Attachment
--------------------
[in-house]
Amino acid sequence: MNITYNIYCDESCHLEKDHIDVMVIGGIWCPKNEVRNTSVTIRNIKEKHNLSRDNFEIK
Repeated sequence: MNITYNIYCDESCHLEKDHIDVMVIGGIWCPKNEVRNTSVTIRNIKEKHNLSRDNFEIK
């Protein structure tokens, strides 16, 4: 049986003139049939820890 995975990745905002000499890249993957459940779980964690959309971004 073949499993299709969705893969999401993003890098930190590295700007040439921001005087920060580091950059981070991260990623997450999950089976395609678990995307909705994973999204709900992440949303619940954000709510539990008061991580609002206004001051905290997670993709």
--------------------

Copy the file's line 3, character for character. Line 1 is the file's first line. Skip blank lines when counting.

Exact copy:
Repeated sequence: MNITYNIYCDESCHLEKDHIDVMVIGGIWCPKNEVRNTSVTIRNIKEKHNLSRDNFEIK